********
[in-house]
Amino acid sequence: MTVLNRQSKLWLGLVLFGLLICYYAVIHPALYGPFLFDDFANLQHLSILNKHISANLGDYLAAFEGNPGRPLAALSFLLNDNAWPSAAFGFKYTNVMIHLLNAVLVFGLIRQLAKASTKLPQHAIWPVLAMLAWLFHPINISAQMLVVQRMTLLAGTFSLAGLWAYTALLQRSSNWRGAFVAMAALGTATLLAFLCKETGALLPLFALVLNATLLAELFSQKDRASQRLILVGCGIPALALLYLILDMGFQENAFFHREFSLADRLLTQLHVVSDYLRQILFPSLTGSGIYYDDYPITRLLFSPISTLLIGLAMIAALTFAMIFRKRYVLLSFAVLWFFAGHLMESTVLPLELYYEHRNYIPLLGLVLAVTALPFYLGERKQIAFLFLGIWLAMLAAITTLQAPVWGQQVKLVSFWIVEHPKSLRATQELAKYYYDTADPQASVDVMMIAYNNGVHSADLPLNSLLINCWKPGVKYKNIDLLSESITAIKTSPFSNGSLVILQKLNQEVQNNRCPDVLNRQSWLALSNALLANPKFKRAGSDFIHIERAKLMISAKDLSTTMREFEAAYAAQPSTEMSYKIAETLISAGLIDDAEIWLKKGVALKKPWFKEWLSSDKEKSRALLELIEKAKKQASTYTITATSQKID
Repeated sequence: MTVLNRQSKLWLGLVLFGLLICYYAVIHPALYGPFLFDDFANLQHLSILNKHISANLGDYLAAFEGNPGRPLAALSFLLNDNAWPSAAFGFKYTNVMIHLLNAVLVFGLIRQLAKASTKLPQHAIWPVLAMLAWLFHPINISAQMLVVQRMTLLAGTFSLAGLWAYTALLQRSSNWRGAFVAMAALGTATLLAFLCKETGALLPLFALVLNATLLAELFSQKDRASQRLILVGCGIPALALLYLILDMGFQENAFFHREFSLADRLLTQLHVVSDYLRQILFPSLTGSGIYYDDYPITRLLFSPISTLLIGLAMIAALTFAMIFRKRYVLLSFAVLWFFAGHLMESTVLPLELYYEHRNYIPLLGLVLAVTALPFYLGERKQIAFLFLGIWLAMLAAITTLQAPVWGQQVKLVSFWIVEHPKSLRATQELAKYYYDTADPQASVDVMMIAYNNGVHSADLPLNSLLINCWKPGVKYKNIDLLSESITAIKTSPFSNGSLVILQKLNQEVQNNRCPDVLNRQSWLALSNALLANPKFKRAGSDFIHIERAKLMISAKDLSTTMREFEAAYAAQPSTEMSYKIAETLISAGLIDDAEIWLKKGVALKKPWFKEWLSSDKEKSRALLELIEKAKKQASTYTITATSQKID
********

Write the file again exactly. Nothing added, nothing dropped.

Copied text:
[in-house]
Amino acid sequence: MTVLNRQSKLWLGLVLFGLLICYYAVIHPALYGPFLFDDFANLQHLSILNKHISANLGDYLAAFEGNPGRPLAALSFLLNDNAWPSAAFGFKYTNVMIHLLNAVLVFGLIRQLAKASTKLPQHAIWPVLAMLAWLFHPINISAQMLVVQRMTLLAGTFSLAGLWAYTALLQRSSNWRGAFVAMAALGTATLLAFLCKETGALLPLFALVLNATLLAELFSQKDRASQRLILVGCGIPALALLYLILDMGFQENAFFHREFSLADRLLTQLHVVSDYLRQILFPSLTGSGIYYDDYPITRLLFSPISTLLIGLAMIAALTFAMIFRKRYVLLSFAVLWFFAGHLMESTVLPLELYYEHRNYIPLLGLVLAVTALPFYLGERKQIAFLFLGIWLAMLAAITTLQAPVWGQQVKLVSFWIVEHPKSLRATQELAKYYYDTADPQASVDVMMIAYNNGVHSADLPLNSLLINCWKPGVKYKNIDLLSESITAIKTSPFSNGSLVILQKLNQEVQNNRCPDVLNRQSWLALSNALLANPKFKRAGSDFIHIERAKLMISAKDLSTTMREFEAAYAAQPSTEMSYKIAETLISAGLIDDAEIWLKKGVALKKPWFKEWLSSDKEKSRALLELIEKAKKQASTYTITATSQKID
Repeated sequence: MTVLNRQSKLWLGLVLFGLLICYYAVIHPALYGPFLFDDFANLQHLSILNKHISANLGDYLAAFEGNPGRPLAALSFLLNDNAWPSAAFGFKYTNVMIHLLNAVLVFGLIRQLAKASTKLPQHAIWPVLAMLAWLFHPINISAQMLVVQRMTLLAGTFSLAGLWAYTALLQRSSNWRGAFVAMAALGTATLLAFLCKETGALLPLFALVLNATLLAELFSQKDRASQRLILVGCGIPALALLYLILDMGFQENAFFHREFSLADRLLTQLHVVSDYLRQILFPSLTGSGIYYDDYPITRLLFSPISTLLIGLAMIAALTFAMIFRKRYVLLSFAVLWFFAGHLMESTVLPLELYYEHRNYIPLLGLVLAVTALPFYLGERKQIAFLFLGIWLAMLAAITTLQAPVWGQQVKLVSFWIVEHPKSLRATQELAKYYYDTADPQASVDVMMIAYNNGVHSADLPLNSLLINCWKPGVKYKNIDLLSESITAIKTSPFSNGSLVILQKLNQEVQNNRCPDVLNRQSWLALSNALLANPKFKRAGSDFIHIERAKLMISAKDLSTTMREFEAAYAAQPSTEMSYKIAETLISAGLIDDAEIWLKKGVALKKPWFKEWLSSDKEKSRALLELIEKAKKQASTYTITATSQKID